Athanasius has been one of my heroes for quite a while. Donald's 'warts and all' exposure of how things developed during the 4th Century didn't really change that (although they did make me appreciate much more the kind of pressure that many Christian leaders were under at that time). The other thing that really stood out was that the Arian heresy was far more subtle than often caricatured today. We briefly considered Arian interpretations of Colossians 1:15-20 and Hebrews 1:1-6.

One of the interesting things to ponder was that Donald suggested that he believed that there would be many 4th Century Arians that would prove to be saved. He suggested that many people were Arian at that time simply because theology hadn't developed enough for the case to be otherwise. And so whilst Athanasius saw Trinitarian theology to be of salvation importance (because only God can reconcile humanity to God), perhaps many who did not have the blessing of this reality could still be saved. I've thought a bit about the 'eschatological' element to doctrine a bit before (that we should expect doctrine to be constantly rendered more clearly over time, yet never contradicting previous true Biblical insight), but I'd like to do some more thinking on this. Any thoughts or good things to read?

Monday, 8 December 2008

"God can't look on or have anything to do with sin"

It’s a common evangelical cliché and throw-away line. But is it fair to say that ‘God can’t look on or have anything to do with sin’? I’ve heard a couple of people (festively) attacking this notion recently, on the grounds of the incarnation.

The argument runs like this:

  • Jesus is fully God as well as perfect man;
  • During his ministry, Jesus associated himself with sinners – he talked with them, worked with them, ate and drank with them;
  • Therefore, the idea that God is totally against sin is false (as what can we say but that Jesus is ‘having something to do with sin’ during his ministry?).
Now I think that this argument is flawed for a number of reasons (for instance, it seems to imply a deistic and unscriptural understanding of a god that isn’t actively involved in creation apart from when physically manifested in the person of Christ). But let us put this aside for the moment.

It’s surely true that Jesus associated himself with those widely recognised by the religious establishment (and pretty much everyone else) as being particularly sinful (see Mark 2:13-17). Equally, the New Testament endorses Jesus as God (Colossians 2:9 and so on). But does this mean that we must come to the conclusion of the third statement above? Or in what sense, if any, is it impossible for God to look on or have anything to do with sin?

Clearly, as God in the flesh, Jesus looked upon sinners, in the sense that he looked at them. But in his grace he came not to endorse their sinful lifestyles (or even to say that their sin didn’t really matter) but to bring them freedom and forgiveness and reconciliation in his kingdom. When Christians (perhaps thoughtlessly) say that the God of the Bible can’t look on sin, they’re not saying that he’s somehow blind to the sinful reality of the world, but rather that his character as moral arbiter of the Universe is to call sin evil and wrong. The great news of Christmas is that, in Christ, he’s found a way of reconciling us to himself in his own body without compromising his character.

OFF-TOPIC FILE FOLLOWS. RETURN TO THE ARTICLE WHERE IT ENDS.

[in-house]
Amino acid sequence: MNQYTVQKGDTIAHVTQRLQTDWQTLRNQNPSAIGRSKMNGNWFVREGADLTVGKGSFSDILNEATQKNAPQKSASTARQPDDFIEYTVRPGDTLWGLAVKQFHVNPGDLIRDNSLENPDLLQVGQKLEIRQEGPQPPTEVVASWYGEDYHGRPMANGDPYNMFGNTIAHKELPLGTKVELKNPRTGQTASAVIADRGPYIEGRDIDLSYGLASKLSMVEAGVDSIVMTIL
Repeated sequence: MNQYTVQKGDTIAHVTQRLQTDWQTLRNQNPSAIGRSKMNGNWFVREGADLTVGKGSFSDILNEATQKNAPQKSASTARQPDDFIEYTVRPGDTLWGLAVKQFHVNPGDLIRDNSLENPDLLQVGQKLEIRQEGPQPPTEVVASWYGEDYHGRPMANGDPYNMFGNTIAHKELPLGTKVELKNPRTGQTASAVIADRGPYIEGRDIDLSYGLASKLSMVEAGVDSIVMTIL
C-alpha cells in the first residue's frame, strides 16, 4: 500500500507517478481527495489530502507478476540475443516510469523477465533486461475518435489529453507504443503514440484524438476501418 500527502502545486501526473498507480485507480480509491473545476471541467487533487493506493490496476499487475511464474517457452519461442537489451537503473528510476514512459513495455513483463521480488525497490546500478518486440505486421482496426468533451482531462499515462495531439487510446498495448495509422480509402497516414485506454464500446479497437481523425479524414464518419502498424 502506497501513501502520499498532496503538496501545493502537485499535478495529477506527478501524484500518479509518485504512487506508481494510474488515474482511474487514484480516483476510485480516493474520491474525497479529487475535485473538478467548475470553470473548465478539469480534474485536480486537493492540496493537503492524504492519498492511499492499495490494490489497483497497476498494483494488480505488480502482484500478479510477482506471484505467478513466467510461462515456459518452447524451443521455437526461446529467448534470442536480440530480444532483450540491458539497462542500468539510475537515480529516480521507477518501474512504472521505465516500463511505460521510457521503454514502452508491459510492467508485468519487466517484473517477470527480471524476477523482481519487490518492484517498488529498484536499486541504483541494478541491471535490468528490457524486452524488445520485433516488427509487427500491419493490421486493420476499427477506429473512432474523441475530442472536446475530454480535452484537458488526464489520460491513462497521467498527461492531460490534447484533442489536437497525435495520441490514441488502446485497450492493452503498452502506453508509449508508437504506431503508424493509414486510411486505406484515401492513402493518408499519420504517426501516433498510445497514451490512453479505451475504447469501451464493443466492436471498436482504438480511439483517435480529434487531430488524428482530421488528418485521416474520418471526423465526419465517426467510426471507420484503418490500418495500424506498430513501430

There is one question that remains. It’s this: if Jesus really was fully God, why did no-one (as sinful beings) burn up and drop dead in his presence? John 3:17 says that, ‘God did not send his Son into the world to condemn the world, but to save the world through him.’ This is the same Son of God that, according to John 1:17, came into the world with grace and truth. In other words, the Father would have had every right to send Jesus the Son into the world to immediately condemn it (and by implication each of us – for, as members of the world, each of us is sinful). But he preferred to send him instead as an atoning sacrifice to make reconciliation to himself possible. Peter perhaps caught something of this when he said (in Luke 5:8): “Go away from me, Lord, I am a sinful man!” Jesus had every right to condemn Peter, yet lived amongst sinful people in order to be the perfect sacrifice to make atonement for sinners.

I think that part of the reason that this debate has come up is that, in certain circles, Christmas is presented in quite a flat and tired way: it's just a necessary preamble for all of the stuff that followed later. We feel unable to say what it means to have our God as Emmanuel, God with us. The implications of the incarnation as an event in itself are sidelined and flattened (perhaps because we can’t fit it otherwise into 2 Ways to Live). And that is wrong and a symptom of wider illness in evangelicalism.

It’s right to look for and meditate upon the wider significance of the incarnation. (Indeed, I’ve been personally struck recently by the number of times that Hebrews draws real pastoral application from the incarnation and the humanity of Christ). However, in looking to say that the incarnation represents more than just a pre-requisite for Easter, we surely cannot say that it is anything less.